There is certainly some merit in that, although my worry is that they encourage the notion that the best course of action for a woman who falls victim to a sexual assault is - in the short-term, at least - to put up and shut up.
Keep it to yourself until you have a safe platform, a book to sell, then use the worst experience of your life as a kind of currency to endear yourself to the public.
How is that supposed to help any woman who has been attacked? If anything, it cheapens their suffering.
Out in the real world, there are ordinary women who have been dragged off the streets and viciously raped, who have suffered terrible indignities and worse at the hands of men.
Yet they have had the courage to go to the police, to endure the ordeal of a trial and to hopefully see the men who have wronged them put behind bars, where they cannot harm any more women.
And since it was launched a year ago, Operation Yewtree has encouraged nearly 600 alleged victims, for better or worse, to make complaints of sexual misconduct, against Jimmy Savile and others.
I can’t help but wonder what all those women - and men - who have come forward feel about the bleats made by our celebrity authors behind the safe and glossy barricade of their hardback books. It is one thing to walk into a police station and name a suspect. It is quite another to merely make a toot on the publicity trumpet, throw it out there, get it off your chest and hope for the best.
That is not to say that the reasons these women have for finally going public with their ordeals are entirely worthless.
The motivations for doing so are often difficult and complicated. And they are different in every case.
Amanda Holden kept her attack secret even from her then husband Les Dennis - why? Because she was afraid he would make a scene. “Only when I confided in a family member did I realise it was sexual assault,” she writes.
The incident happened when she was trying to reconcile with Dennis following her brief affair with Men Behaving Badly star Neil Morrissey. This had ended, with much public opprobrium, a few weeks earlier.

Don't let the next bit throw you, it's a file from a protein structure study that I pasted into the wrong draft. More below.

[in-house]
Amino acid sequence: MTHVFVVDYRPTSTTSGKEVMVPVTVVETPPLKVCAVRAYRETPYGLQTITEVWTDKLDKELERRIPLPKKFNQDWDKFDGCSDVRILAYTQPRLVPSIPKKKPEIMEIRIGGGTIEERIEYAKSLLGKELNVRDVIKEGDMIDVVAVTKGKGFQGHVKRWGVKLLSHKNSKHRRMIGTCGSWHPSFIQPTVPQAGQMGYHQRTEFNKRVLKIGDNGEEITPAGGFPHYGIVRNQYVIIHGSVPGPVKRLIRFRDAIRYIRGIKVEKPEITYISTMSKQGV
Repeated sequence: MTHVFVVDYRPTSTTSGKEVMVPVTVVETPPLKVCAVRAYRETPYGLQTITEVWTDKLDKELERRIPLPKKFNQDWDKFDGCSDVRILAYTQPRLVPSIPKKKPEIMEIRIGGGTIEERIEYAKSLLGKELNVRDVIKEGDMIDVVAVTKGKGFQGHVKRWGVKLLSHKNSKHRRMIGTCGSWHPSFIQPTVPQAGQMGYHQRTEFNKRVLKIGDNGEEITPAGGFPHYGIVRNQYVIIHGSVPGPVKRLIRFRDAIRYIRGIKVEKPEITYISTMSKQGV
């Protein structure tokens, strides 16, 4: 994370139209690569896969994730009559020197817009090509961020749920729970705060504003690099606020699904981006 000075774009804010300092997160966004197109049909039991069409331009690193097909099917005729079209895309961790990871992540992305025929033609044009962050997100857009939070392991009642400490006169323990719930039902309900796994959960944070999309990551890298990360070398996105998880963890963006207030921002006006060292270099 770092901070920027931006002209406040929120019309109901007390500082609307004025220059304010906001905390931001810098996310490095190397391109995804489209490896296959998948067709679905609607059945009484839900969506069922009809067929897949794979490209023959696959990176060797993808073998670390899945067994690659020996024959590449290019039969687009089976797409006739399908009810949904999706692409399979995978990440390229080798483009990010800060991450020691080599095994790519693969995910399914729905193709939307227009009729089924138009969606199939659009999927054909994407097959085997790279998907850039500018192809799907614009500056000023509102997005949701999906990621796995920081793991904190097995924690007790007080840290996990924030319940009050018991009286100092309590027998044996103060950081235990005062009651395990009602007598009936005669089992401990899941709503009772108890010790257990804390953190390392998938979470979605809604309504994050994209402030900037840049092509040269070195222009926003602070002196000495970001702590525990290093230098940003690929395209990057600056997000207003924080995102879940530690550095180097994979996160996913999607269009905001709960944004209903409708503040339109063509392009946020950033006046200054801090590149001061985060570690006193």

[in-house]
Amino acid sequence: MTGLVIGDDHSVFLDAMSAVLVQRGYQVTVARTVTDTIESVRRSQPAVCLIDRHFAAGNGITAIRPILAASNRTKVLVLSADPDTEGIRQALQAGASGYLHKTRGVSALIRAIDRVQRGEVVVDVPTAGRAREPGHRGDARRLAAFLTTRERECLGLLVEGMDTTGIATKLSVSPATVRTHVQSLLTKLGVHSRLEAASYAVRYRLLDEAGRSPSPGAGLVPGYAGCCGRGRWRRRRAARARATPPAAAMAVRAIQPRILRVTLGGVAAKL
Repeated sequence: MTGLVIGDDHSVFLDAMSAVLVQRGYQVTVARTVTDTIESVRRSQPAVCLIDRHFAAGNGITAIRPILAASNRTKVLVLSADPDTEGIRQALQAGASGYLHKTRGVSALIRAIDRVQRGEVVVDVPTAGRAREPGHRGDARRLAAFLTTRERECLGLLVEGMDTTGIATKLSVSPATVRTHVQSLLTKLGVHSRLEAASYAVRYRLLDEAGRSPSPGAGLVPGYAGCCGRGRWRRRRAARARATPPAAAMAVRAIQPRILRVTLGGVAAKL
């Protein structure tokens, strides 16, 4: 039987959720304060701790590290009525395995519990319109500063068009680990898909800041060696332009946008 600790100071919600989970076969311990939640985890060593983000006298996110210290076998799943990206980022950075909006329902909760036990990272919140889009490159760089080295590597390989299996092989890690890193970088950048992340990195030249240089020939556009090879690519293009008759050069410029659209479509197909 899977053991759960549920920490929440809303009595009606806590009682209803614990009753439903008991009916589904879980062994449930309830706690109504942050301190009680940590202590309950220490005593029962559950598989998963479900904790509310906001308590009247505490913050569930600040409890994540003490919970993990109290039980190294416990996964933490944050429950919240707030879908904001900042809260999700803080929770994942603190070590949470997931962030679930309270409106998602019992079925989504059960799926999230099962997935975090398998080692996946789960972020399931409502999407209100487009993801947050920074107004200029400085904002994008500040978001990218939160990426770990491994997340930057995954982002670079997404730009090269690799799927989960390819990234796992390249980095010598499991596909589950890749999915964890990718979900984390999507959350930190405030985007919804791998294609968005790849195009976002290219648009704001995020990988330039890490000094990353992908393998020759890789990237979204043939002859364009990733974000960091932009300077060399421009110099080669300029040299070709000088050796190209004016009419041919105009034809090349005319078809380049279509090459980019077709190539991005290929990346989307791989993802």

Holden writes in No Holding Back: “During our first tentative weeks at trying again, we went to an event together and on my way back from the loo I was cornered by a famous comedian, who tried to kiss me and put his hands in places they shouldn’t have been.
“I was scared and tried to push him away, making light of it so he would leave without causing a fuss, but he wasn’t put off.
“As I tried to fight him off, I caught sight of our reflection in a mirror. My body went limp, and I just stood there as he groped and nuzzled me, observing myself from afar.”
Now married to music producer Chris Hughes, the Britain’s Got Talent judge said the attack left her feeling “cheap and utterly worthless.” It would take a hard heart not to feel her pain.
Certainly many women, particularly those who wrongly blame themselves for their ordeals, will understand Holden’s complex undertow of emotions and self-recrimination.
Four years ago Katie Price, the multi-volumed queen of the confessional autobiography, wrote in her magazine column about a celebrity who had raped her, leading to the usual speculations.
She then let the alleged attacker’s name slip off-camera during the filming of her ITV2 reality show What Katie Did Next.
What Katie Didn’t Do next, at any time, was to report her attacker. She even refused to make a statement to police following her revelations.
Should she be blamed for that? It is a grey area. Many thousands of women have been sexually assaulted and never say a word about it.
In many instances, they suspect they would not be believed.
Perhaps they in some way blame themselves for allowing the bad situation to arise and feel they should have done more to try to control it.
In many cases, women simply cannot face the ordeal of being dragged through the courts - an entirely understandable reaction.
Yet despite this, for celebrities and non-celebrities alike, the experience can burn into their souls for years.
Perhaps there is comfort to be had in the knowledge for victims that other women, other famous women in particular, have suffered in the same way.
However, the danger is that female stars divulging such attacks years after the event, sandwiched between cheery chapters on family and meeting Simon Cowell, can actually do more harm than good.
It might boost their book sales and enhance their noble suffering.
But it does suggest that violence against women is something to be endured, to be shrugged off, to be kept a terrible secret and swept under the carpet - until it has a commercial value that can be cashed in. - Daily Mail